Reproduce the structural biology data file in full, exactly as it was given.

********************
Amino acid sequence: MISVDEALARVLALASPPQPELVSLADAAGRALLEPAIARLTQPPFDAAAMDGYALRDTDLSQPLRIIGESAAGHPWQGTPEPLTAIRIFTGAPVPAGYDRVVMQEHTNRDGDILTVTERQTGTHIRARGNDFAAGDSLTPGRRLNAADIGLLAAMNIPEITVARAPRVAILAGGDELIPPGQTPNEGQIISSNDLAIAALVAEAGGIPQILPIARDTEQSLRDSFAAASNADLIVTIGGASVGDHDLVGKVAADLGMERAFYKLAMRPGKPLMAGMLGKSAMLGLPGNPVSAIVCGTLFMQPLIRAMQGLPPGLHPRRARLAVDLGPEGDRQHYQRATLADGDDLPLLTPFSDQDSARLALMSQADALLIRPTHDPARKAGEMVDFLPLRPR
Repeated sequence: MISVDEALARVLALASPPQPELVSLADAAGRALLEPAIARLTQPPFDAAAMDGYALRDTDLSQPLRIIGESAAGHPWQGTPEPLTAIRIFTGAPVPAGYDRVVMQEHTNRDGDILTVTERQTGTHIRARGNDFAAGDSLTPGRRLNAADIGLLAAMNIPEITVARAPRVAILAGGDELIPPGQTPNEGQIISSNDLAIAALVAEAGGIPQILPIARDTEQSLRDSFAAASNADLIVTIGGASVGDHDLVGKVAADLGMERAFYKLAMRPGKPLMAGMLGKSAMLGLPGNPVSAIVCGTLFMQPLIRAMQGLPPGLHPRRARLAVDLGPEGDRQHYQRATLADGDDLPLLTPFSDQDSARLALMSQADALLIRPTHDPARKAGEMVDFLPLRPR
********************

Amino acid sequence: MISVDEALARVLALASPPQPELVSLADAAGRALLEPAIARLTQPPFDAAAMDGYALRDTDLSQPLRIIGESAAGHPWQGTPEPLTAIRIFTGAPVPAGYDRVVMQEHTNRDGDILTVTERQTGTHIRARGNDFAAGDSLTPGRRLNAADIGLLAAMNIPEITVARAPRVAILAGGDELIPPGQTPNEGQIISSNDLAIAALVAEAGGIPQILPIARDTEQSLRDSFAAASNADLIVTIGGASVGDHDLVGKVAADLGMERAFYKLAMRPGKPLMAGMLGKSAMLGLPGNPVSAIVCGTLFMQPLIRAMQGLPPGLHPRRARLAVDLGPEGDRQHYQRATLADGDDLPLLTPFSDQDSARLALMSQADALLIRPTHDPARKAGEMVDFLPLRPR
Repeated sequence: MISVDEALARVLALASPPQPELVSLADAAGRALLEPAIARLTQPPFDAAAMDGYALRDTDLSQPLRIIGESAAGHPWQGTPEPLTAIRIFTGAPVPAGYDRVVMQEHTNRDGDILTVTERQTGTHIRARGNDFAAGDSLTPGRRLNAADIGLLAAMNIPEITVARAPRVAILAGGDELIPPGQTPNEGQIISSNDLAIAALVAEAGGIPQILPIARDTEQSLRDSFAAASNADLIVTIGGASVGDHDLVGKVAADLGMERAFYKLAMRPGKPLMAGMLGKSAMLGLPGNPVSAIVCGTLFMQPLIRAMQGLPPGLHPRRARLAVDLGPEGDRQHYQRATLADGDDLPLLTPFSDQDSARLALMSQADALLIRPTHDPARKAGEMVDFLPLRPR